I think the reason why the discussion is so lively is that not everything works for everyone.
I’ve been asked a lot recently, though, about what’s worked for me with book marketing. In fact, I’m going to be speaking at a panel this weekend on the topic at the Cape Fear Crime Festival.
For the record, here are the different things I’ve tried and how I thought it worked:
Book Tour: I actually enjoyed this, despite the focus on public appearances. I think the reason I enjoyed it is because I was touring with several other authors…and staying with Molly Weston, who was very hospitable and fascinating—she’s organized tours for tons of authors. Ordinarily, though, this is the most expensive form of promo and unless you have a pro like Molly organizing it…it could be a flop.
Bookstore visits: My least favorite. I’m usually asked a lot where the restroom is or where the travel section of the store is. I would recommend putting candy and small giveaways on your table—and smiling a lot. You might want to have a nice glass of wine with an understanding friend afterward. :) Or you might love bookstore visits—your mileage may vary.
Social media/branding: You won’t be surprised that this is my favorite, I’m sure. :) It’s free and can reach a wide audience in a variety of ways. It can be subtle instead of pushy. And it provides a way to network as well as to market. On the downside, it will suck up all of your available time if you let it. Most authors like Facebook and blogging best…I also like Twitter.
Blog tour: I love blog tours. You get a chance to interact with a different group of readers, the blog host gets a chance to take a short break, and your book’s hits on Google go up. It’s important to be organized with blog tours—know where you’re supposed to be and confirm it with the host a couple of times. Be sure to check in with comments during the day. You’ll want the tour to be long enough to be noticed, but not so long that blog tour fatigue sets in (for you and your readers.)
Postcards: I’ve done a postcard drive before to bookstores and libraries. I found it fairly expensive, but worthwhile—I checked the before-and-after of my book at libraries (my primary target) on WorldCat and could see the number of libraries carrying my book increase. As far as independent bookstores? I’m just not sure if it worked or not…I couldn’t really get any data on it.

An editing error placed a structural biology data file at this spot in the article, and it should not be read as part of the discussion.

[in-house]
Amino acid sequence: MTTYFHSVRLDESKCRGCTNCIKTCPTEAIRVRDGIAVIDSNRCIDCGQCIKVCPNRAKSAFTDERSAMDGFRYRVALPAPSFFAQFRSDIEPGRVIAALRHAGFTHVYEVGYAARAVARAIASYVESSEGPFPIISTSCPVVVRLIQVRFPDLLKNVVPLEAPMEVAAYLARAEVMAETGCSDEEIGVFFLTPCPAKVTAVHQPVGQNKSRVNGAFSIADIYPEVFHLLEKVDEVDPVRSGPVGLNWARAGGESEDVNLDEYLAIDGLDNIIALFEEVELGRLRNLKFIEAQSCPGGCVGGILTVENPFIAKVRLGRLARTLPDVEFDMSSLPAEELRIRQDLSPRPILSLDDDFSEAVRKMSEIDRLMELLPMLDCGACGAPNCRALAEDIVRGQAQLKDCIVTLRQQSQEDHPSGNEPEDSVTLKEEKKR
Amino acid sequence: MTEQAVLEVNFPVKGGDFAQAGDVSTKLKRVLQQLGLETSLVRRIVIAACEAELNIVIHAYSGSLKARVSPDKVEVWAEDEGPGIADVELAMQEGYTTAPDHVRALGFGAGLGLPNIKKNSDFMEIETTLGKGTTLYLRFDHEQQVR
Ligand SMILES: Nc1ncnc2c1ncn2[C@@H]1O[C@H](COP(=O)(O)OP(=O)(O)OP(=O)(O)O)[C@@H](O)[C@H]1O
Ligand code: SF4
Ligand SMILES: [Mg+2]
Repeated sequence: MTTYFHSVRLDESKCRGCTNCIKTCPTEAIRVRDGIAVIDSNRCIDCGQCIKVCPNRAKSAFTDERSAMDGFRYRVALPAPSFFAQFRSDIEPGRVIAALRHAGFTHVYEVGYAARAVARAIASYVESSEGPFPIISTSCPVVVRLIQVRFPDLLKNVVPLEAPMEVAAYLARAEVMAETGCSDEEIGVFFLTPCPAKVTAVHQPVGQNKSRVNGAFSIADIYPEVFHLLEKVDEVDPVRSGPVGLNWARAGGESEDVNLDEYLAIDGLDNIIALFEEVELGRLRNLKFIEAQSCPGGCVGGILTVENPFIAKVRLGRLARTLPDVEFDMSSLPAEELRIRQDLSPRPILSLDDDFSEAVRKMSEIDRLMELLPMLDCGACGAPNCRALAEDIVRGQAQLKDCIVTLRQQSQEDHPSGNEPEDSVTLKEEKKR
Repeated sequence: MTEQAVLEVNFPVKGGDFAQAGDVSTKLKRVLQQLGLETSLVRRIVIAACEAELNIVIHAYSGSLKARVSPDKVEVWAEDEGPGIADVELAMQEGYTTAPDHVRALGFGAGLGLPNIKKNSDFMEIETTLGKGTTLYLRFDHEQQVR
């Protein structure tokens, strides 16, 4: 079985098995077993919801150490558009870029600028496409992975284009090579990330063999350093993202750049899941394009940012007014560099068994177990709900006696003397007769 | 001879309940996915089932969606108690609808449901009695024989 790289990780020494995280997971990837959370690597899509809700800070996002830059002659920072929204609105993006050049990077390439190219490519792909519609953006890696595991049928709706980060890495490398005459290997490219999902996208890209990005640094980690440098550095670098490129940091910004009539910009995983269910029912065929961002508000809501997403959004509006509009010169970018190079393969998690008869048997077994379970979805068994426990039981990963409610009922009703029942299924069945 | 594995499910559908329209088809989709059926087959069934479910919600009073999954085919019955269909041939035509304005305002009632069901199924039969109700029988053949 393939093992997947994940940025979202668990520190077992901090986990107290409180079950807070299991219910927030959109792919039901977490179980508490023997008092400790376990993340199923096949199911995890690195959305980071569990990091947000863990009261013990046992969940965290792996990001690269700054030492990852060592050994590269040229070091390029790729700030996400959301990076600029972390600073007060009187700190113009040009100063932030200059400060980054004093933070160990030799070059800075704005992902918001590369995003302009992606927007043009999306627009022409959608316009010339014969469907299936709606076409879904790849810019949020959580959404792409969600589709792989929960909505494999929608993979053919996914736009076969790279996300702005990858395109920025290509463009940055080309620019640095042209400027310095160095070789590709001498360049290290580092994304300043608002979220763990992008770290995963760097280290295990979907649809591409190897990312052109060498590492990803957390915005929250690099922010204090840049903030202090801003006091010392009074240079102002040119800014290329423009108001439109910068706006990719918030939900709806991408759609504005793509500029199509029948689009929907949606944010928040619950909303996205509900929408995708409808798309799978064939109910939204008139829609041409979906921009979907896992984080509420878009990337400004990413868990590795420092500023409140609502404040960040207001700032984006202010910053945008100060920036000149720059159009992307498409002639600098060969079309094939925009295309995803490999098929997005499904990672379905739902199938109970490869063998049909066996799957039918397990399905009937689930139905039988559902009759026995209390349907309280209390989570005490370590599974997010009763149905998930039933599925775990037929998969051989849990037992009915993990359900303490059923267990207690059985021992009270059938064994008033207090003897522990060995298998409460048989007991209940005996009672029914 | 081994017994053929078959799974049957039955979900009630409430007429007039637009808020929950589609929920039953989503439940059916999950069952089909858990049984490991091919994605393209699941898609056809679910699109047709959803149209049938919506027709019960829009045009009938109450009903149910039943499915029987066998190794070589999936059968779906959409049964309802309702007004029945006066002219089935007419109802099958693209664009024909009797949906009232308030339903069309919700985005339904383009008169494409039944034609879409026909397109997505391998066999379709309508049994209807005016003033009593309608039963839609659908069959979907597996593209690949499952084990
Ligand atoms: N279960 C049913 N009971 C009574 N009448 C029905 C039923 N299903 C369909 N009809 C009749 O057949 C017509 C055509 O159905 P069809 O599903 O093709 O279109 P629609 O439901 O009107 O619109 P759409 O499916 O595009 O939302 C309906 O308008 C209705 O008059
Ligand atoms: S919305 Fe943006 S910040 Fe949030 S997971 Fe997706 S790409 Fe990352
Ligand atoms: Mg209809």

Calls: I’ve made promo calls to bookstores to see if they’re carrying my book and to ask them to carry it, if they didn’t (this was for my smaller publisher…the larger one had covered the bases pretty well.) I’m really not a phone person, so I went off a script after making sure it was a good time to talk to the CRM (community relations manager) at the store. I didn’t enjoy making these calls at all…but I did get my book on the shelves using this method.
Contests: I do a good number of these on the Mystery Lovers’ Kitchen blog. Expense—it’s up to you. You could give away one of your ARCs, an author copy, or something that ties in to your book (I’ve done barbeque related supplies before.) We’ve noticed on the group blog that it’s better to have shorter contests—ones that go on for a week or even just a day seem to do better. You’ll want to make sure you include the cost of shipping in your costs when you’re deciding how much you want to spend. And you’ll also want to decide whether you’ll open up the contest to international readers (which I usually do.)
Bookmarks and business cards: These are really just a must. You’ll want them to give to people who ask about your book, or to put on the promo table at conferences or panels, or to have at your book signing, or to hand out at festivals. I’ve ordered them from different places (Iconix and VistaPrint) and I’ve made them myself using Microsoft Publisher and Office Max. But you’ve really just got to have them. Readers do seem to love them—I get emails from readers who ask for them.
Appearances/panels: It’s definitely harder, as a mom, for me to get to appearances at conferences, festivals, and panels—but I’ll definitely make them if they’re regional and not too expensive for me to get to. I do seem to sell books when I make appearances.
Book clubs: I enjoy talking to book clubs. They’re really going to be one of the most successful venues for writers because of the number of people reading your book…and because they usually provide a receptive audience. The ones I usually get invited to are friends of friends types of events. I’ve enjoyed all the ones I’ve gone to…and I have a couple on my calendar already this year. I know authors who have given away door prizes at these and that seems to go over well. It’s also a nice opportunity to get people on your email newsletter list.
As a reader, I’ve bought books (and continue to) by authors I’ve gotten to know through social media. I’ve bought books when I’ve attended panels and was interested in the authors who spoke at them. I’ve only occasionally purchased a book at a store because I saw an author there (that’s hit or miss…it might be that they’ve written a genre I’m less-interested in reading.) And I’ll admit I’ve not been swayed by postcards, bookmarks, or tours. But that’s just me.
If you’ve got a book out, how are you approaching promo? What’s working for you? If you’re a reader, have you ever purchased a book as a direct result of marketing?